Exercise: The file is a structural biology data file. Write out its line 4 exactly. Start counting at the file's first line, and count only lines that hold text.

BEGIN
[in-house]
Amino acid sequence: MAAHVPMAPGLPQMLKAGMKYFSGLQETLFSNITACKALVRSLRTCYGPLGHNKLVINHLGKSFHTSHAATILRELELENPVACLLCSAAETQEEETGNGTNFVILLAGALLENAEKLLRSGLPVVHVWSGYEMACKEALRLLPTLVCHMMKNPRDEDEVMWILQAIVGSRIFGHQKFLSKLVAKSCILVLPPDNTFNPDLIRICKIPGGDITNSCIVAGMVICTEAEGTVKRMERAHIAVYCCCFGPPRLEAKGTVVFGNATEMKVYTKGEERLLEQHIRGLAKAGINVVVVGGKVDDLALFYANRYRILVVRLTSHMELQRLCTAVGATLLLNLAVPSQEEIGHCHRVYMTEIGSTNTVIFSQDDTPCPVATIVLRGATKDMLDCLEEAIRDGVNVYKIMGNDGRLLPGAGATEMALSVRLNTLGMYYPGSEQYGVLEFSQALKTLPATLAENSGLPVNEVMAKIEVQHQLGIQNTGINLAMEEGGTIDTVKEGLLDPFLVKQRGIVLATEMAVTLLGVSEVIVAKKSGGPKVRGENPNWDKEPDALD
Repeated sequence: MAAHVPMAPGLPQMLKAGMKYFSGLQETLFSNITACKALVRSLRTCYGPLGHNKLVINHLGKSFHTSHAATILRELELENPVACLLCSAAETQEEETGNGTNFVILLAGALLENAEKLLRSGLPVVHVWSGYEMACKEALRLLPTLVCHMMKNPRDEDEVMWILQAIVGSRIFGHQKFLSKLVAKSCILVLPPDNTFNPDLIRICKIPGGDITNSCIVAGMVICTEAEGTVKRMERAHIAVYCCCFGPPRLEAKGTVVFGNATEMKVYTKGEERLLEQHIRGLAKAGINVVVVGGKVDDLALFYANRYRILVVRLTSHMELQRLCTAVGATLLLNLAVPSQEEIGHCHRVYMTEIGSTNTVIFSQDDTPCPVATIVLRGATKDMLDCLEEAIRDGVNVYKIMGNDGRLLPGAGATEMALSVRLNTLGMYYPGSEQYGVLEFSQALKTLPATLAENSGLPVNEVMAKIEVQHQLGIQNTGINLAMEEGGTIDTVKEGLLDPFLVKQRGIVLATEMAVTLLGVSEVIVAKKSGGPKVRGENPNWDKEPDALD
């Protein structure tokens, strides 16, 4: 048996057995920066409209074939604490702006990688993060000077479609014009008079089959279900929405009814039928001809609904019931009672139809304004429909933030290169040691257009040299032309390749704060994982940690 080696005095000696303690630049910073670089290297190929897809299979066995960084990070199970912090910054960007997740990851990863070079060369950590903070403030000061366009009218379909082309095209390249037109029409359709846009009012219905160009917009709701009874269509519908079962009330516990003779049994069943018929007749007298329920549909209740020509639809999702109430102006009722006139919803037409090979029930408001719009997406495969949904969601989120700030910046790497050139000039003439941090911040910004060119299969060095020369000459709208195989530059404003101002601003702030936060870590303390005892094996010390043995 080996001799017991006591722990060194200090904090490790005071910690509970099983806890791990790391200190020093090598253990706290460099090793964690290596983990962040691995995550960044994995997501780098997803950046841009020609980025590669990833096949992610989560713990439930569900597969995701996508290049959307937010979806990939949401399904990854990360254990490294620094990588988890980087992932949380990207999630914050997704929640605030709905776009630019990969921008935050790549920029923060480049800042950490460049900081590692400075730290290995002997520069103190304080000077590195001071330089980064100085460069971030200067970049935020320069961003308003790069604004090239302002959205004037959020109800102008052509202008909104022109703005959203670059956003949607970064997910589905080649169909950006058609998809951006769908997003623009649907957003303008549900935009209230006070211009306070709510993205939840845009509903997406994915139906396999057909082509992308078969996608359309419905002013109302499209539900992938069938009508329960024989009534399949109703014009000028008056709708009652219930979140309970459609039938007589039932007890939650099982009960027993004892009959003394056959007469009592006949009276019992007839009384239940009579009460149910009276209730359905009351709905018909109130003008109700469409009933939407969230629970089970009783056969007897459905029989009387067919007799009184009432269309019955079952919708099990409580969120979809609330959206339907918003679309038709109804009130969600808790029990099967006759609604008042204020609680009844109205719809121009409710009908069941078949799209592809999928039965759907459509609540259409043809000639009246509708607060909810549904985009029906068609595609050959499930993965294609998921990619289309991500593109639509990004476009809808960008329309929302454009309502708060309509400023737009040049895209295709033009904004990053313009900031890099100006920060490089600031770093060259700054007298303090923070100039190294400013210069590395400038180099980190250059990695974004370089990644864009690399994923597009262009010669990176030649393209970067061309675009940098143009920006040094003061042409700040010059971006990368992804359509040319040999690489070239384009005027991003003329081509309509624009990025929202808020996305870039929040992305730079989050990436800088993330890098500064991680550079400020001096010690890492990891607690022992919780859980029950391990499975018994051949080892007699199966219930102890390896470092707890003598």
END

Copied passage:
């Protein structure tokens, strides 16, 4: 048996057995920066409209074939604490702006990688993060000077479609014009008079089959279900929405009814039928001809609904019931009672139809304004429909933030290169040691257009040299032309390749704060994982940690 080696005095000696303690630049910073670089290297190929897809299979066995960084990070199970912090910054960007997740990851990863070079060369950590903070403030000061366009009218379909082309095209390249037109029409359709846009009012219905160009917009709701009874269509519908079962009330516990003779049994069943018929007749007298329920549909209740020509639809999702109430102006009722006139919803037409090979029930408001719009997406495969949904969601989120700030910046790497050139000039003439941090911040910004060119299969060095020369000459709208195989530059404003101002601003702030936060870590303390005892094996010390043995 080996001799017991006591722990060194200090904090490790005071910690509970099983806890791990790391200190020093090598253990706290460099090793964690290596983990962040691995995550960044994995997501780098997803950046841009020609980025590669990833096949992610989560713990439930569900597969995701996508290049959307937010979806990939949401399904990854990360254990490294620094990588988890980087992932949380990207999630914050997704929640605030709905776009630019990969921008935050790549920029923060480049800042950490460049900081590692400075730290290995002997520069103190304080000077590195001071330089980064100085460069971030200067970049935020320069961003308003790069604004090239302002959205004037959020109800102008052509202008909104022109703005959203670059956003949607970064997910589905080649169909950006058609998809951006769908997003623009649907957003303008549900935009209230006070211009306070709510993205939840845009509903997406994915139906396999057909082509992308078969996608359309419905002013109302499209539900992938069938009508329960024989009534399949109703014009000028008056709708009652219930979140309970459609039938007589039932007890939650099982009960027993004892009959003394056959007469009592006949009276019992007839009384239940009579009460149910009276209730359905009351709905018909109130003008109700469409009933939407969230629970089970009783056969007897459905029989009387067919007799009184009432269309019955079952919708099990409580969120979809609330959206339907918003679309038709109804009130969600808790029990099967006759609604008042204020609680009844109205719809121009409710009908069941078949799209592809999928039965759907459509609540259409043809000639009246509708607060909810549904985009029906068609595609050959499930993965294609998921990619289309991500593109639509990004476009809808960008329309929302454009309502708060309509400023737009040049895209295709033009904004990053313009900031890099100006920060490089600031770093060259700054007298303090923070100039190294400013210069590395400038180099980190250059990695974004370089990644864009690399994923597009262009010669990176030649393209970067061309675009940098143009920006040094003061042409700040010059971006990368992804359509040319040999690489070239384009005027991003003329081509309509624009990025929202808020996305870039929040992305730079989050990436800088993330890098500064991680550079400020001096010690890492990891607690022992919780859980029950391990499975018994051949080892007699199966219930102890390896470092707890003598």